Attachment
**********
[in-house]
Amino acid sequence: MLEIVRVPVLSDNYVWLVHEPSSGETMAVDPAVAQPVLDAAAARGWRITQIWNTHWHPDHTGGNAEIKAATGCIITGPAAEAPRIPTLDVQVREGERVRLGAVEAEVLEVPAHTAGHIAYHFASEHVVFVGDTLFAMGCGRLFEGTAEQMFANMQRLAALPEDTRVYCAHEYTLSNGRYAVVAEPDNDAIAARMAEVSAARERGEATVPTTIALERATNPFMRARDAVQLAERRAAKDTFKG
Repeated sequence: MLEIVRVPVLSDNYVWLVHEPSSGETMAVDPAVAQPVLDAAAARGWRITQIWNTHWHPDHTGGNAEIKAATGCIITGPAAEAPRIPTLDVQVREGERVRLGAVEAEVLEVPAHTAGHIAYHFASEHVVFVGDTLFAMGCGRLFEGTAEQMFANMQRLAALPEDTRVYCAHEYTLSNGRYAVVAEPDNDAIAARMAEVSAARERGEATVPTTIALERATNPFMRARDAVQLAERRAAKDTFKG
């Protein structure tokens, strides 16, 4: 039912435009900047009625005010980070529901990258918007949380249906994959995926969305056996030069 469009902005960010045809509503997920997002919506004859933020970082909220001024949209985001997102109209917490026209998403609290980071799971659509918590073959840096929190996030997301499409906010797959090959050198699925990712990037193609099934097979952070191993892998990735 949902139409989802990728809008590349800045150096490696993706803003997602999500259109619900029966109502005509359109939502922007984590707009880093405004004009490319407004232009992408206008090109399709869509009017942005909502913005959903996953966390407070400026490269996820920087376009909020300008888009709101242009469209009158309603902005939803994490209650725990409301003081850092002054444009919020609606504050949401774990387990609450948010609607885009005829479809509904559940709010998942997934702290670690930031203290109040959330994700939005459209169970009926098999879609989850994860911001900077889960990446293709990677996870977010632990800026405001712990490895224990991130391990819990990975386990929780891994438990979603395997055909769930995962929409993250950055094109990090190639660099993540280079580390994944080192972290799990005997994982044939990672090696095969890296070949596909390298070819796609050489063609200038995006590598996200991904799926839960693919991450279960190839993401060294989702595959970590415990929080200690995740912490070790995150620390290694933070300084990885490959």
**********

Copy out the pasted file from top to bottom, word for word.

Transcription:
[in-house]
Amino acid sequence: MLEIVRVPVLSDNYVWLVHEPSSGETMAVDPAVAQPVLDAAAARGWRITQIWNTHWHPDHTGGNAEIKAATGCIITGPAAEAPRIPTLDVQVREGERVRLGAVEAEVLEVPAHTAGHIAYHFASEHVVFVGDTLFAMGCGRLFEGTAEQMFANMQRLAALPEDTRVYCAHEYTLSNGRYAVVAEPDNDAIAARMAEVSAARERGEATVPTTIALERATNPFMRARDAVQLAERRAAKDTFKG
Repeated sequence: MLEIVRVPVLSDNYVWLVHEPSSGETMAVDPAVAQPVLDAAAARGWRITQIWNTHWHPDHTGGNAEIKAATGCIITGPAAEAPRIPTLDVQVREGERVRLGAVEAEVLEVPAHTAGHIAYHFASEHVVFVGDTLFAMGCGRLFEGTAEQMFANMQRLAALPEDTRVYCAHEYTLSNGRYAVVAEPDNDAIAARMAEVSAARERGEATVPTTIALERATNPFMRARDAVQLAERRAAKDTFKG
């Protein structure tokens, strides 16, 4: 039912435009900047009625005010980070529901990258918007949380249906994959995926969305056996030069 469009902005960010045809509503997920997002919506004859933020970082909220001024949209985001997102109209917490026209998403609290980071799971659509918590073959840096929190996030997301499409906010797959090959050198699925990712990037193609099934097979952070191993892998990735 949902139409989802990728809008590349800045150096490696993706803003997602999500259109619900029966109502005509359109939502922007984590707009880093405004004009490319407004232009992408206008090109399709869509009017942005909502913005959903996953966390407070400026490269996820920087376009909020300008888009709101242009469209009158309603902005939803994490209650725990409301003081850092002054444009919020609606504050949401774990387990609450948010609607885009005829479809509904559940709010998942997934702290670690930031203290109040959330994700939005459209169970009926098999879609989850994860911001900077889960990446293709990677996870977010632990800026405001712990490895224990991130391990819990990975386990929780891994438990979603395997055909769930995962929409993250950055094109990090190639660099993540280079580390994944080192972290799990005997994982044939990672090696095969890296070949596909390298070819796609050489063609200038995006590598996200991904799926839960693919991450279960190839993401060294989702595959970590415990929080200690995740912490070790995150620390290694933070300084990885490959």